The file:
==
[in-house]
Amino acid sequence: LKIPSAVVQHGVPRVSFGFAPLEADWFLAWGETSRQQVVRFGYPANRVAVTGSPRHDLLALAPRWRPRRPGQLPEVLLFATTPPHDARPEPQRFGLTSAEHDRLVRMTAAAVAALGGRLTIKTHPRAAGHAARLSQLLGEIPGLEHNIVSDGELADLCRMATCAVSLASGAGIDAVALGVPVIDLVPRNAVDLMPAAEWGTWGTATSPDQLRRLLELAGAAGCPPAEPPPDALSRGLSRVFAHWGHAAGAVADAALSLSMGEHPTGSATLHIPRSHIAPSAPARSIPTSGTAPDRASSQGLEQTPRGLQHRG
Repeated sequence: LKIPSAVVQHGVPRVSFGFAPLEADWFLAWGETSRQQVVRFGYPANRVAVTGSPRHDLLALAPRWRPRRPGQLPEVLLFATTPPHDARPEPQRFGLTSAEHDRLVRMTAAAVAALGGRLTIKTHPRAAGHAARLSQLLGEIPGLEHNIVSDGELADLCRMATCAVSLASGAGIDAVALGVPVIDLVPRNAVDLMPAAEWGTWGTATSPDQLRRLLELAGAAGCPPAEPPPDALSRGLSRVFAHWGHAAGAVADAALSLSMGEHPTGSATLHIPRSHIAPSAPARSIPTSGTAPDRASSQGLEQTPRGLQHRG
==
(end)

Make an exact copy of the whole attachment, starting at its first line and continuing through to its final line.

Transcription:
[in-house]
Amino acid sequence: LKIPSAVVQHGVPRVSFGFAPLEADWFLAWGETSRQQVVRFGYPANRVAVTGSPRHDLLALAPRWRPRRPGQLPEVLLFATTPPHDARPEPQRFGLTSAEHDRLVRMTAAAVAALGGRLTIKTHPRAAGHAARLSQLLGEIPGLEHNIVSDGELADLCRMATCAVSLASGAGIDAVALGVPVIDLVPRNAVDLMPAAEWGTWGTATSPDQLRRLLELAGAAGCPPAEPPPDALSRGLSRVFAHWGHAAGAVADAALSLSMGEHPTGSATLHIPRSHIAPSAPARSIPTSGTAPDRASSQGLEQTPRGLQHRG
Repeated sequence: LKIPSAVVQHGVPRVSFGFAPLEADWFLAWGETSRQQVVRFGYPANRVAVTGSPRHDLLALAPRWRPRRPGQLPEVLLFATTPPHDARPEPQRFGLTSAEHDRLVRMTAAAVAALGGRLTIKTHPRAAGHAARLSQLLGEIPGLEHNIVSDGELADLCRMATCAVSLASGAGIDAVALGVPVIDLVPRNAVDLMPAAEWGTWGTATSPDQLRRLLELAGAAGCPPAEPPPDALSRGLSRVFAHWGHAAGAVADAALSLSMGEHPTGSATLHIPRSHIAPSAPARSIPTSGTAPDRASSQGLEQTPRGLQHRG